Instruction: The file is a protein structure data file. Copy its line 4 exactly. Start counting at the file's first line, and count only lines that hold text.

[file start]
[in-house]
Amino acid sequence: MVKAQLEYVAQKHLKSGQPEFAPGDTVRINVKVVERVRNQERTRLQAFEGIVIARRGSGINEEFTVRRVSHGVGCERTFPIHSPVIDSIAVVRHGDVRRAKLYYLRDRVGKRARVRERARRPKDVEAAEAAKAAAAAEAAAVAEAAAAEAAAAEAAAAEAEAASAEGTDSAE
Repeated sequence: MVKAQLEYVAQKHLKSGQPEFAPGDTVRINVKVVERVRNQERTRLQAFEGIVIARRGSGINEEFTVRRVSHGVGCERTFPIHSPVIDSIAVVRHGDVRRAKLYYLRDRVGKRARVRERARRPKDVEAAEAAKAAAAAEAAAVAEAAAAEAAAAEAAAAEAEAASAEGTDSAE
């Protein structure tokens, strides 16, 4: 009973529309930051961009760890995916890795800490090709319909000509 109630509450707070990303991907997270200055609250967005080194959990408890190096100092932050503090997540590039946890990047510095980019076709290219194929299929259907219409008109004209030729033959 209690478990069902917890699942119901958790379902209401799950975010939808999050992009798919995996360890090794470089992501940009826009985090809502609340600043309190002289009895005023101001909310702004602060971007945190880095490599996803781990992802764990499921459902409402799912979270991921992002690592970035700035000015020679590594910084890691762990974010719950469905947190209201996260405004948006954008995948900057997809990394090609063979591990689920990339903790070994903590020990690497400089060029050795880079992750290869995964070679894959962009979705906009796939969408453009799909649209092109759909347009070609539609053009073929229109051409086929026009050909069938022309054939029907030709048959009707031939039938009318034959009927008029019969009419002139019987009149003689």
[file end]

């Protein structure tokens, strides 16, 4: 009973529309930051961009760890995916890795800490090709319909000509 109630509450707070990303991907997270200055609250967005080194959990408890190096100092932050503090997540590039946890990047510095980019076709290219194929299929259907219409008109004209030729033959 209690478990069902917890699942119901958790379902209401799950975010939808999050992009798919995996360890090794470089992501940009826009985090809502609340600043309190002289009895005023101001909310702004602060971007945190880095490599996803781990992802764990499921459902409402799912979270991921992002690592970035700035000015020679590594910084890691762990974010719950469905947190209201996260405004948006954008995948900057997809990394090609063979591990689920990339903790070994903590020990690497400089060029050795880079992750290869995964070679894959962009979705906009796939969408453009799909649209092109759909347009070609539609053009073929229109051409086929026009050909069938022309054939029907030709048959009707031939039938009318034959009927008029019969009419002139019987009149003689």